Orchard Trust Swim Gym has an in-floor, easily accessible trampoline, with sessions run by our fully trained Rebound Practitioner. Sessions can be adapted to suit individual needs and are offered at a group rate of £12 per person (for a 30 minute session for a maximum of 3 people) and an individual rate of £24 per person (for a 30 minute 1-to-1 session with our trainer). You can also bounce your way towards a Winstrada Award! For more information, please contact 01594 861702.
This site has a wealth of nature themed activity ideas. Click here for some great activities you can do this season.
Rummaging is a behaviour often seen in clients with dementia and it is often dismissed as aimless and interfering, as occasionally the client will rummage through others’ property. Yet to the sufferer it is a meaningful activity. Suggesting it as an activity is about providing the opportunity to rummage without causing distress to others. You can supply the person with a pillow case or a cardboard box full of objects, but perhaps the best ideas are to use an old suitcase or an old chest of drawers. These can be full of all sorts of odds and ends, old jewellery, magazines, bric a brac, buttons on a long string, photographs, postcards, toys, pens, paper, a book, ball of wool, spark plug, brush etc, as many as you can muster. Try to ensure that some of the objects are things which can be used and shared such as a photo or postcard album and brush, so that you could join the client for a while. The opportunity is also there for joint client / carer rummaging, “Shall we sort out this old suitcase Sheila?” The simple purpose is companionship, conversation and stimulation of the senses, though it may also lead on to some reminiscence.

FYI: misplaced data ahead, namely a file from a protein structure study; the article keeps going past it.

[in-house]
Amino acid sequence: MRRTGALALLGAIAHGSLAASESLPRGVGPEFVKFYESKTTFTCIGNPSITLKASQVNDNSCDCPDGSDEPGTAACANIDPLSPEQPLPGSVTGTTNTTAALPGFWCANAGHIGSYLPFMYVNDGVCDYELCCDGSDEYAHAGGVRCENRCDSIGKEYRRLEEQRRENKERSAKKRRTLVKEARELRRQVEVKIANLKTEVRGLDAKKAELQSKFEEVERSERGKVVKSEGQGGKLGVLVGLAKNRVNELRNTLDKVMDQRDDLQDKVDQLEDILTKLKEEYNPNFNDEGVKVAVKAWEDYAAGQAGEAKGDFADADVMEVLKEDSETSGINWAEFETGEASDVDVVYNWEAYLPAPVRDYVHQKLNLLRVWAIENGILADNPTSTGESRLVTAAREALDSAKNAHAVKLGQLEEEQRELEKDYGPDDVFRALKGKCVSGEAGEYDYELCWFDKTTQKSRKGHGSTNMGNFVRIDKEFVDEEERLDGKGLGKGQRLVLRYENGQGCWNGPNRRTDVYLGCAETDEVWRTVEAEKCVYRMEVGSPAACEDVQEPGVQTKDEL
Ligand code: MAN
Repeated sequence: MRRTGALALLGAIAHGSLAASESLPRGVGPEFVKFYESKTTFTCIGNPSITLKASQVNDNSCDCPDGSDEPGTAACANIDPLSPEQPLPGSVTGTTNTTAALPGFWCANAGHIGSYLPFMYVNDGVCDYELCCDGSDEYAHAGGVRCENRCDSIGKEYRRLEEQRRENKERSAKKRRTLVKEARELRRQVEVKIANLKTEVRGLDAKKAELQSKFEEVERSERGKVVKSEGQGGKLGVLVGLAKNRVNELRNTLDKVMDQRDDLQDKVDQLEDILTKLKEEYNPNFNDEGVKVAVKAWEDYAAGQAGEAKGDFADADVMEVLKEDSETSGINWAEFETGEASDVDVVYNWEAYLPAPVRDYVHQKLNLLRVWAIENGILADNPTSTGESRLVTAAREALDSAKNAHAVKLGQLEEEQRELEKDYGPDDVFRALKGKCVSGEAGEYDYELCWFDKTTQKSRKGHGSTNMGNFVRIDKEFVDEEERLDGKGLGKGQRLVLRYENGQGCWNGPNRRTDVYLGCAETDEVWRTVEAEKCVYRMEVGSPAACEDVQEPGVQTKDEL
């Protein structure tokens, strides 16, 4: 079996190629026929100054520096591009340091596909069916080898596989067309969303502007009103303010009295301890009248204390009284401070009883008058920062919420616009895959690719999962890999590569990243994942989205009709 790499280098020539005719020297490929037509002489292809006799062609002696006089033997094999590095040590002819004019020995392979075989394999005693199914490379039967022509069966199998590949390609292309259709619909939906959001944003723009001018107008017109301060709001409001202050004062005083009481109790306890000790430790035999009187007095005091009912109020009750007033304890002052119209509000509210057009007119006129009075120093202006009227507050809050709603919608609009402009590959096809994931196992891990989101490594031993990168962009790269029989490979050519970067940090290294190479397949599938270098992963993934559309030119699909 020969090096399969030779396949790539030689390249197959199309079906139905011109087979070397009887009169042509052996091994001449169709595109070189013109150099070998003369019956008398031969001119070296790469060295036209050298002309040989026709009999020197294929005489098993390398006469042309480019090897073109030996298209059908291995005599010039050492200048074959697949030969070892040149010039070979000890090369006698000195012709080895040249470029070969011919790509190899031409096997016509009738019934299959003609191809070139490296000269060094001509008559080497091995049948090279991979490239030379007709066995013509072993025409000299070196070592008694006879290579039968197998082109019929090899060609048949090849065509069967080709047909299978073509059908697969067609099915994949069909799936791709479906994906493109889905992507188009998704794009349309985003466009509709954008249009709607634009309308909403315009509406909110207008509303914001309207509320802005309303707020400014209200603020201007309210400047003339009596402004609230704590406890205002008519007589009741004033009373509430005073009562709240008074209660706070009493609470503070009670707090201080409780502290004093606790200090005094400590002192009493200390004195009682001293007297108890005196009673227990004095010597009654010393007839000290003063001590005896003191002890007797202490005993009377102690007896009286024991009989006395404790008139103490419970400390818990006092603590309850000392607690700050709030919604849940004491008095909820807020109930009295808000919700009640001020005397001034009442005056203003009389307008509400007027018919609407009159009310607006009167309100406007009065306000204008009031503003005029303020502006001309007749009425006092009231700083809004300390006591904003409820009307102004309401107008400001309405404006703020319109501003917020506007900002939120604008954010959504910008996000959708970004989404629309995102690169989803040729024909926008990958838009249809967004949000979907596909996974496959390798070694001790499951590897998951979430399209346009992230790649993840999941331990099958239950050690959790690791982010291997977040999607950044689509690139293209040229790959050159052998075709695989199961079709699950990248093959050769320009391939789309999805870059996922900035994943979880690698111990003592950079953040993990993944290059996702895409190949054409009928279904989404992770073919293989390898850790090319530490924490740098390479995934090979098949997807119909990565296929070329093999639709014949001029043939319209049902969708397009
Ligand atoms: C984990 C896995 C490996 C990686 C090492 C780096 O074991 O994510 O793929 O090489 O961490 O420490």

Source: Elderly Care Matters, 02.03.2012
This exciting game (which is not as dangerous as it sounds!) can be played from the safety of an armchair. It is great fun and provides good upper body exercise. Sit the group in a wide circle and divide them into two teams facing each other. Nominate one player on each side as goalkeeper. The aim is for opposing teams to get the ball between the legs of the chair of the opposing goalkeeper. No player is allowed to use their legs or feet to kick the ball other than the goalkeeper. The rules are flexible; either continue until the first team scores 3 goals or play for 10 minutes each way. Plastic sticks can be obtained from occupational therapy and activity catalogues. Ensure that you have lightweight balls so that no-one gets hurt. Once the fun has begun the group leader should act as the referee.
An alternative game using the same equipment is to use a small cardboard box on its side as indoor golf target practice. Each player has five shots at the box and the winner is the one with the most successful shots on target. It is a sort of penalty shoot out. This could easily become a regular fixture.
Source: Elderly Care Matters, 10.02.2012